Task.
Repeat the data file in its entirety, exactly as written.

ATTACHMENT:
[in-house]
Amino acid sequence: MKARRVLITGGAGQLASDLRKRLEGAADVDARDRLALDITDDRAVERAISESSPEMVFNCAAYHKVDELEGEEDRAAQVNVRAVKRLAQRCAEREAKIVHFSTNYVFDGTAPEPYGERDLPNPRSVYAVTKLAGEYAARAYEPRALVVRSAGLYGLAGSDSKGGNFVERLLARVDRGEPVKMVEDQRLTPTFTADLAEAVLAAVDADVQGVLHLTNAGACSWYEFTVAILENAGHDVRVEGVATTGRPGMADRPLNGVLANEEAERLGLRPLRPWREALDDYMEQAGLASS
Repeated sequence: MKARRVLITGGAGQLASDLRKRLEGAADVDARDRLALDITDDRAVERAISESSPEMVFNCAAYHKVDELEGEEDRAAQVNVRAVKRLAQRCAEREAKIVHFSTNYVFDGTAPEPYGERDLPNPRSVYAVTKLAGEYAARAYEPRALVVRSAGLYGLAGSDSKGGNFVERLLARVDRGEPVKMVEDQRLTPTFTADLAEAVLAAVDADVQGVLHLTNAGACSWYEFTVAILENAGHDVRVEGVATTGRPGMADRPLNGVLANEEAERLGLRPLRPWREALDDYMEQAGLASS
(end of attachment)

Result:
[in-house]
Amino acid sequence: MKARRVLITGGAGQLASDLRKRLEGAADVDARDRLALDITDDRAVERAISESSPEMVFNCAAYHKVDELEGEEDRAAQVNVRAVKRLAQRCAEREAKIVHFSTNYVFDGTAPEPYGERDLPNPRSVYAVTKLAGEYAARAYEPRALVVRSAGLYGLAGSDSKGGNFVERLLARVDRGEPVKMVEDQRLTPTFTADLAEAVLAAVDADVQGVLHLTNAGACSWYEFTVAILENAGHDVRVEGVATTGRPGMADRPLNGVLANEEAERLGLRPLRPWREALDDYMEQAGLASS
Repeated sequence: MKARRVLITGGAGQLASDLRKRLEGAADVDARDRLALDITDDRAVERAISESSPEMVFNCAAYHKVDELEGEEDRAAQVNVRAVKRLAQRCAEREAKIVHFSTNYVFDGTAPEPYGERDLPNPRSVYAVTKLAGEYAARAYEPRALVVRSAGLYGLAGSDSKGGNFVERLLARVDRGEPVKMVEDQRLTPTFTADLAEAVLAAVDADVQGVLHLTNAGACSWYEFTVAILENAGHDVRVEGVATTGRPGMADRPLNGVLANEEAERLGLRPLRPWREALDDYMEQAGLASS